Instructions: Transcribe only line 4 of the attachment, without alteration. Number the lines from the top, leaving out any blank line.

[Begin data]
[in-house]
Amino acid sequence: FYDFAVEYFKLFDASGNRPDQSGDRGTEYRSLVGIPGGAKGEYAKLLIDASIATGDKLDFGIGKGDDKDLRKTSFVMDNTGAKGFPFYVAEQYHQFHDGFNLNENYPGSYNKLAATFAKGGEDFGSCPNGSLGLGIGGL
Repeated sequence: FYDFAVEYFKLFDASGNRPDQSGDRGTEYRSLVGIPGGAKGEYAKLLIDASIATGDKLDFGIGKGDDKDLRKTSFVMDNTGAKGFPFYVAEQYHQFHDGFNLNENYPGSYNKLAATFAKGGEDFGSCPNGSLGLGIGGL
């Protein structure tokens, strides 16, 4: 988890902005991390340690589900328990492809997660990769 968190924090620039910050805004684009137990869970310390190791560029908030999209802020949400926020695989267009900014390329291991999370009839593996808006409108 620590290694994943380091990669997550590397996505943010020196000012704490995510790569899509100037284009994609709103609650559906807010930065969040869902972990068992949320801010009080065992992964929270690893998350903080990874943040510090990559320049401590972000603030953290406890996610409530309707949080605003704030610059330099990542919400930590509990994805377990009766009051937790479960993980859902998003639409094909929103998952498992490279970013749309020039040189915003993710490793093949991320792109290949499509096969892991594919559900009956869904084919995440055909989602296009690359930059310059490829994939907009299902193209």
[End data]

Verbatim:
């Protein structure tokens, strides 16, 4: 988890902005991390340690589900328990492809997660990769 968190924090620039910050805004684009137990869970310390190791560029908030999209802020949400926020695989267009900014390329291991999370009839593996808006409108 620590290694994943380091990669997550590397996505943010020196000012704490995510790569899509100037284009994609709103609650559906807010930065969040869902972990068992949320801010009080065992992964929270690893998350903080990874943040510090990559320049401590972000603030953290406890996610409530309707949080605003704030610059330099990542919400930590509990994805377990009766009051937790479960993980859902998003639409094909929103998952498992490279970013749309020039040189915003993710490793093949991320792109290949499509096969892991594919559900009956869904084919995440055909989602296009690359930059310059490829994939907009299902193209």